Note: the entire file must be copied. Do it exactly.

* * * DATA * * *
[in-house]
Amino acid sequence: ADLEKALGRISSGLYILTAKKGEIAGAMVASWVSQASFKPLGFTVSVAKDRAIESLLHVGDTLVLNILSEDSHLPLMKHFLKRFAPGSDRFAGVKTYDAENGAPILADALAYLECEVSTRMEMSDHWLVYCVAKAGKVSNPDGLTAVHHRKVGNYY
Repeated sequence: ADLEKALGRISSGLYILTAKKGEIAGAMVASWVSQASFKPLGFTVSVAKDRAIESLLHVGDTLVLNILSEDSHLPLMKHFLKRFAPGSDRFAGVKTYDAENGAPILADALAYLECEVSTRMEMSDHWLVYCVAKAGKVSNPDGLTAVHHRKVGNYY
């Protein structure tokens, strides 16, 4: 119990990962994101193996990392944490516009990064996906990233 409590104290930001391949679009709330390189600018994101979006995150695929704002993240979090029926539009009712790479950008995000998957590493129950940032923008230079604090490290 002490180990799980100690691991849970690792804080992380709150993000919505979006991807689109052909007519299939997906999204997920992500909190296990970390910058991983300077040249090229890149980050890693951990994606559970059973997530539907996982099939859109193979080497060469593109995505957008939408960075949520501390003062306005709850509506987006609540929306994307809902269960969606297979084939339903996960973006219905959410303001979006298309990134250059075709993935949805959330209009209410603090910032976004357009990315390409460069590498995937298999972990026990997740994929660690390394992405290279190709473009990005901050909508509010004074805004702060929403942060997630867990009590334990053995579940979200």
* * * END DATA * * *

[in-house]
Amino acid sequence: ADLEKALGRISSGLYILTAKKGEIAGAMVASWVSQASFKPLGFTVSVAKDRAIESLLHVGDTLVLNILSEDSHLPLMKHFLKRFAPGSDRFAGVKTYDAENGAPILADALAYLECEVSTRMEMSDHWLVYCVAKAGKVSNPDGLTAVHHRKVGNYY
Repeated sequence: ADLEKALGRISSGLYILTAKKGEIAGAMVASWVSQASFKPLGFTVSVAKDRAIESLLHVGDTLVLNILSEDSHLPLMKHFLKRFAPGSDRFAGVKTYDAENGAPILADALAYLECEVSTRMEMSDHWLVYCVAKAGKVSNPDGLTAVHHRKVGNYY
């Protein structure tokens, strides 16, 4: 119990990962994101193996990392944490516009990064996906990233 409590104290930001391949679009709330390189600018994101979006995150695929704002993240979090029926539009009712790479950008995000998957590493129950940032923008230079604090490290 002490180990799980100690691991849970690792804080992380709150993000919505979006991807689109052909007519299939997906999204997920992500909190296990970390910058991983300077040249090229890149980050890693951990994606559970059973997530539907996982099939859109193979080497060469593109995505957008939408960075949520501390003062306005709850509506987006609540929306994307809902269960969606297979084939339903996960973006219905959410303001979006298309990134250059075709993935949805959330209009209410603090910032976004357009990315390409460069590498995937298999972990026990997740994929660690390394992405290279190709473009990005901050909508509010004074805004702060929403942060997630867990009590334990053995579940979200």